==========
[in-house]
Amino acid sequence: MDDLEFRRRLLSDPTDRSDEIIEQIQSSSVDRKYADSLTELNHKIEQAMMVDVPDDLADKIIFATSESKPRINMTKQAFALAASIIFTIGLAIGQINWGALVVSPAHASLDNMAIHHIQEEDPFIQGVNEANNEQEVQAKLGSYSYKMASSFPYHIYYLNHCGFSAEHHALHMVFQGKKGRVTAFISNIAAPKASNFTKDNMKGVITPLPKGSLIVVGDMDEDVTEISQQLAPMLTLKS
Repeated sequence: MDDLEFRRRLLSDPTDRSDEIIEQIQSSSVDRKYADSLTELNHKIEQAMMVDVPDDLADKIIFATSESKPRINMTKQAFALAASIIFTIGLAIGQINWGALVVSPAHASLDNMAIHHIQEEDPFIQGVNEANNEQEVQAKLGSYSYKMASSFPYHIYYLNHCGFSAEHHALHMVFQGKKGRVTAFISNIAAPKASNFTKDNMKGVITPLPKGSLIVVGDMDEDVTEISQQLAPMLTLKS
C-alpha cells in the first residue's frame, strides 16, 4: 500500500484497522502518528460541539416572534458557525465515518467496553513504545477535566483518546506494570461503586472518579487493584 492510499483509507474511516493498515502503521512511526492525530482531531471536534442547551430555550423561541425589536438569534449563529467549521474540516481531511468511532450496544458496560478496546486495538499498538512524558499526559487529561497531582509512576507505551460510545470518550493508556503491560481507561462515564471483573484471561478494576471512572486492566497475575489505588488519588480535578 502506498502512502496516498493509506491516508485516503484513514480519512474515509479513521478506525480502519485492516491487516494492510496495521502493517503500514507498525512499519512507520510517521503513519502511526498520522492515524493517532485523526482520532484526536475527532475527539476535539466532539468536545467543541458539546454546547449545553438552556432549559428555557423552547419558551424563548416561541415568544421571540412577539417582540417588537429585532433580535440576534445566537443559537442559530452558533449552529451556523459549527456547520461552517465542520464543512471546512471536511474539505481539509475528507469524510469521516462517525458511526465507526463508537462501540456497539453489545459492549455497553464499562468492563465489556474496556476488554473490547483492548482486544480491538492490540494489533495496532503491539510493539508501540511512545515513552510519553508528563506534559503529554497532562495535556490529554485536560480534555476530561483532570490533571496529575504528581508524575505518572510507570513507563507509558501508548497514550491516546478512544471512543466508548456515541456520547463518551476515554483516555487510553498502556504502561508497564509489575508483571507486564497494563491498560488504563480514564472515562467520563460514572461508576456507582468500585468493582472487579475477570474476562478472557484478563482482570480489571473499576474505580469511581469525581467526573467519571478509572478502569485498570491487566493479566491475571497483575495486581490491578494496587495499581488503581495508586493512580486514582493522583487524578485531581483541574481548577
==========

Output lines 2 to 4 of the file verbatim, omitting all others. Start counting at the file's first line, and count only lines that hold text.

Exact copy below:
Amino acid sequence: MDDLEFRRRLLSDPTDRSDEIIEQIQSSSVDRKYADSLTELNHKIEQAMMVDVPDDLADKIIFATSESKPRINMTKQAFALAASIIFTIGLAIGQINWGALVVSPAHASLDNMAIHHIQEEDPFIQGVNEANNEQEVQAKLGSYSYKMASSFPYHIYYLNHCGFSAEHHALHMVFQGKKGRVTAFISNIAAPKASNFTKDNMKGVITPLPKGSLIVVGDMDEDVTEISQQLAPMLTLKS
Repeated sequence: MDDLEFRRRLLSDPTDRSDEIIEQIQSSSVDRKYADSLTELNHKIEQAMMVDVPDDLADKIIFATSESKPRINMTKQAFALAASIIFTIGLAIGQINWGALVVSPAHASLDNMAIHHIQEEDPFIQGVNEANNEQEVQAKLGSYSYKMASSFPYHIYYLNHCGFSAEHHALHMVFQGKKGRVTAFISNIAAPKASNFTKDNMKGVITPLPKGSLIVVGDMDEDVTEISQQLAPMLTLKS
C-alpha cells in the first residue's frame, strides 16, 4: 500500500484497522502518528460541539416572534458557525465515518467496553513504545477535566483518546506494570461503586472518579487493584 492510499483509507474511516493498515502503521512511526492525530482531531471536534442547551430555550423561541425589536438569534449563529467549521474540516481531511468511532450496544458496560478496546486495538499498538512524558499526559487529561497531582509512576507505551460510545470518550493508556503491560481507561462515564471483573484471561478494576471512572486492566497475575489505588488519588480535578 502506498502512502496516498493509506491516508485516503484513514480519512474515509479513521478506525480502519485492516491487516494492510496495521502493517503500514507498525512499519512507520510517521503513519502511526498520522492515524493517532485523526482520532484526536475527532475527539476535539466532539468536545467543541458539546454546547449545553438552556432549559428555557423552547419558551424563548416561541415568544421571540412577539417582540417588537429585532433580535440576534445566537443559537442559530452558533449552529451556523459549527456547520461552517465542520464543512471546512471536511474539505481539509475528507469524510469521516462517525458511526465507526463508537462501540456497539453489545459492549455497553464499562468492563465489556474496556476488554473490547483492548482486544480491538492490540494489533495496532503491539510493539508501540511512545515513552510519553508528563506534559503529554497532562495535556490529554485536560480534555476530561483532570490533571496529575504528581508524575505518572510507570513507563507509558501508548497514550491516546478512544471512543466508548456515541456520547463518551476515554483516555487510553498502556504502561508497564509489575508483571507486564497494563491498560488504563480514564472515562467520563460514572461508576456507582468500585468493582472487579475477570474476562478472557484478563482482570480489571473499576474505580469511581469525581467526573467519571478509572478502569485498570491487566493479566491475571497483575495486581490491578494496587495499581488503581495508586493512580486514582493522583487524578485531581483541574481548577